Donahoe’s job, however, was not made so easy in his first 2-3 years. Several months after he stepped in as CEO, the United States encountered the start of an ongoing recession. Donahoe was faced with serious adversity as the recession put eBay into trouble. But perhaps Donahoe can thank the traits he built early on in his life in finding a way to tackle this problem.

“It is times like this where you have to learn how to trust your instincts, and really learn something about yourself,” Donahoe said. “In times of adversity and uncertainty, you have to find inner strength to some extent, and build character to find out what you’re really made of. The experiences I had prior to being CEO of eBay helped me get through this.”

Donahoe is obviously making the right moves. In January, eBay completed its acquisition of brands4friends, Germany’s largest online shopping club for fashion and lifestyle. More recently, eBay reported a 254 percent increase in profits for the company’s fourth quarter, credited to its sale of VOIP service Skype to Microsoft.

It is important to note that John Donahoe is not just a CEO. Outside of the office, he is a father of four, andhas been blessed with twenty-seven years of marriage. Donahoe’s wife, Dr. Eileen Donahoe, works on the other side of the political spectrum, in President Obama’s administration. Dr. Donahoe graduated from Dartmouth in 1981 with a BA in American Studies. In November 2009, she was appointed by President Obama as the United States Ambassador to the United Nations Human Rights Council. Previously, she served as a former affiliate at Center for International Security and Cooperation of Stanford University.

“Almost all of my time outside of work has been spent watching my children grow up,” said Donahoe. “One of my favorite things to do was watch and coach them in sports. I loved every second of it. In my personal time, I still enjoy basketball, but no longer play, but I do golf on occasion and enjoy reading.”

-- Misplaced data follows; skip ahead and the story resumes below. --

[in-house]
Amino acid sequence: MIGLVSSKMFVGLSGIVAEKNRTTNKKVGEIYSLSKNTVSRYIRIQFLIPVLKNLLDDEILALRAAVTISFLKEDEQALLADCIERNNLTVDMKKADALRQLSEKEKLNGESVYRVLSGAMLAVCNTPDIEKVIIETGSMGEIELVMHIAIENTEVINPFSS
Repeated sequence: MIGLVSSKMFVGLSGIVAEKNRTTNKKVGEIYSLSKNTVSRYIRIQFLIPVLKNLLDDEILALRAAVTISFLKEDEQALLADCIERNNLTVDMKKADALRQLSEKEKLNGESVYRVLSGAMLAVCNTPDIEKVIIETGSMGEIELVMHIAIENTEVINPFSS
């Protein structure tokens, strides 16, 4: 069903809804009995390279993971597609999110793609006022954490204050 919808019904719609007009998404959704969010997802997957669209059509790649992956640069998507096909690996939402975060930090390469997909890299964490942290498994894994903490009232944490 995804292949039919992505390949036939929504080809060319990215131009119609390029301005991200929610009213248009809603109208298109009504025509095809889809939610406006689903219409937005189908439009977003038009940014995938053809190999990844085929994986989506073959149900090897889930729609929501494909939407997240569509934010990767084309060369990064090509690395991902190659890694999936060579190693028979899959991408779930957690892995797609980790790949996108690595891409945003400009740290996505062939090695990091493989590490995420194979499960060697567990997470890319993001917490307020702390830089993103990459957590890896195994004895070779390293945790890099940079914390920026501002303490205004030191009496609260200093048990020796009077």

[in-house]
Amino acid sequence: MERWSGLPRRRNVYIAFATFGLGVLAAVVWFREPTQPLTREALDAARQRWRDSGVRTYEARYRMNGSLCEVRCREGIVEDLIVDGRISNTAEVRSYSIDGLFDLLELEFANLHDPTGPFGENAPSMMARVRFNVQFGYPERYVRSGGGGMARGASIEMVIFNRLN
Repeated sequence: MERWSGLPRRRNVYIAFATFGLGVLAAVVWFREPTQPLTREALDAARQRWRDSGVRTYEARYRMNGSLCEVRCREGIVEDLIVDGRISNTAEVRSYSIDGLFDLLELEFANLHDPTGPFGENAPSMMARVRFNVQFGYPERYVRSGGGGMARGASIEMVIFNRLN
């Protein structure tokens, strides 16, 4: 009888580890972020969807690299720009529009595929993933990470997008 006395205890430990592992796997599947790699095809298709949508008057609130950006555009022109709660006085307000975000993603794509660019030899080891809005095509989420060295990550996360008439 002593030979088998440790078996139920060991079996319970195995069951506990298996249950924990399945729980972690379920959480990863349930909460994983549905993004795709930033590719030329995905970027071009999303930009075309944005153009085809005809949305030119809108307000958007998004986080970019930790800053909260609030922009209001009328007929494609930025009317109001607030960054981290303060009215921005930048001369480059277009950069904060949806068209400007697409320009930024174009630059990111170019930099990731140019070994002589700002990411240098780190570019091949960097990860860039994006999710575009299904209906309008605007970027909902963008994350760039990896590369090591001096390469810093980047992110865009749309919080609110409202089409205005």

Donahoe has many words of encouragement for aspiring business leaders. When asked about advice for college students who have aspirations to someday hopefully be in a position that he is in, Donahoe replied, “You really have to take your own growth and development seriously. Being successful takes a lifelong commitment to learning. You always need to have the urge to get better. The worst thing you can do is hide behind your own strength.”

Donahoe made it clear that failure can sometimes be a good thing. “You can always learn from your failures. I have faced much adversity and humility, especially during the recession. There were hate videos of me, and there were people who believed I made wrong decisions and was not leading the company in the right direction. But I fought up to the challenge. Never let failure scare you off, because you will be surprised about how much character you can build in a time of difficulty,” Donahoe claimed.

Donahoe looks forward to the future of his company. With the rapid pace of change and innovation in the Internet space, Donahoe admits that his job is tiring, but exciting. “With innovations such as the iPad, iPhone, smartphones, etc. technology is constantly changing. With eBay mobile apps providing a dominant force in the business, I believe eBay is very well positioned to help consumers. At eBay Inc., we have our assets assembled, and are geared in helping this new technology thrive.”

Donahoe is again up for the challenge. He will take those core values, built through his incredible experience, and lead eBay into the future.

When you step in the doors of the PEZ Candy, Inc. headquarters in Orange, CT, it’s clear that President and CEO Joe Vittoria is, as he readily admits, a five- year-old kid at heart.

According to Vittoria, who joined the company in 2004, this effervescent liveliness – from the gargantuan PEZ-themed Orange County Chopper motorcycle suspended from the ceiling of the PEZ visitors’ center entryway, to the kaleidoscopic displays of everything from Yoda to President Millard Fillmore on the heads of dispensers – is quite a paradigm shift. “When I came here, the company was quiet,” Vittoria admitted.

Vittoria’s seven years with PEZ have seen a resurrection of sorts: of the brand, of the headquarters’ physical presence and of the company as a whole. The new PEZ, however – which ships more than 150 million dispensers per year globally – represents a significant move forward not only from the previous decade, but from the 85-year-old company’s roots in Vienna, Austria as a non- invasive way to help smokers kick their habits.